There are many types of Classical Spanish guitar, but the most well known is the Flamenco guitar. Whenever you think of Spain and its music, this is the guitar style and sound that you probably think of. The Spanish Flamenco guitar and its music can be found on every continent and almost every country and city in the world, it is also recognized by UNESCO as part of our global heritage and culture.
To the untrained eye, a classical guitar and a flamenco guitar can seem identical. In this post we will explain to you how to tell them apart and what the key differences mean in sound, technique and flavor. The differences are not just in the sound, here we will show you the big differences:
The body of the Flamenco guitar is thinner than a normal classical guitar, this gives the player more agility and comfort whilst playing. Also, the strings are closer to the frets meaning that the player can exert less downward pressure on the strings and play quicker.
The woods used for making the guitar are; Cypress for the sides and back and German spruce for the top. Other woods that are commonly used are sycamore and Indian rosewood.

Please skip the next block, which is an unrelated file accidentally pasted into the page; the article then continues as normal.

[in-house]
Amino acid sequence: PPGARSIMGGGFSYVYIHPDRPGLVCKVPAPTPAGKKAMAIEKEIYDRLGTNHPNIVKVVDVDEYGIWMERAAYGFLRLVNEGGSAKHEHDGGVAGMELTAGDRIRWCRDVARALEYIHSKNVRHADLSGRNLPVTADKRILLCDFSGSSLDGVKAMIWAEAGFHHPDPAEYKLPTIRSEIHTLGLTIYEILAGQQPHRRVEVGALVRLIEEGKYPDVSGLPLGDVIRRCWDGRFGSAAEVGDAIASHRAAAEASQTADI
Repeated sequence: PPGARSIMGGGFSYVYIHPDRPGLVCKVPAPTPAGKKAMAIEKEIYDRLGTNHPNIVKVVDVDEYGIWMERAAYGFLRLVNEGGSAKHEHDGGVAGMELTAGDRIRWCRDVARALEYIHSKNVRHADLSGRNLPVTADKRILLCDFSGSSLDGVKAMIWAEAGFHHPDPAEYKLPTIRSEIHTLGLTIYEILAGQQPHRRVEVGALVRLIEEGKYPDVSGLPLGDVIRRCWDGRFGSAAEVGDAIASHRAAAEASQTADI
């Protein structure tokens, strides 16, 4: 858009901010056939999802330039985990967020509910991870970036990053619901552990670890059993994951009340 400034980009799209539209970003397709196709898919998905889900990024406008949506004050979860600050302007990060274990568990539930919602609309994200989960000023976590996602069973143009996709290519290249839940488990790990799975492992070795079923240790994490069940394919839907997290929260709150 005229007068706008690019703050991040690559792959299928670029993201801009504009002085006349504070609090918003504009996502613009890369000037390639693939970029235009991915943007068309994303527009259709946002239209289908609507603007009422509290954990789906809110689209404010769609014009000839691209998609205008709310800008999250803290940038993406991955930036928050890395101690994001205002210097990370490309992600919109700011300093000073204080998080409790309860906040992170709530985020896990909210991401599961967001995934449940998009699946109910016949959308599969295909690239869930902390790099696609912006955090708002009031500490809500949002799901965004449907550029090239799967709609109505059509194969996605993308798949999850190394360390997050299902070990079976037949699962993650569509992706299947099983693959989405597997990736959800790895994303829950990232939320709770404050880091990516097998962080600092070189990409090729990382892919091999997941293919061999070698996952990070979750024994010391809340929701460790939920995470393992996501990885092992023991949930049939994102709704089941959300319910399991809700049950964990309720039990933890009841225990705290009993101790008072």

As can be expected, from having a smaller body and strings that have less movement; the sound is more sharp, almost nasal, and the volume produced is much less than a traditional acoustic guitar. This sound fits perfectly with the fast frenetic style of Flamenco playing. The notes are more metallic and more dry with much less reverb. The strings that are close to the frets mean you can play faster and the notes are cleaner as there is less resonance to overlap with the previously played note.
Now that you know the key differences between a classical guitar and a Flamenco guitar you can be more discerning when you listen to classical music, and, if you are looking to buy a guitar you will know which guitar is best for you.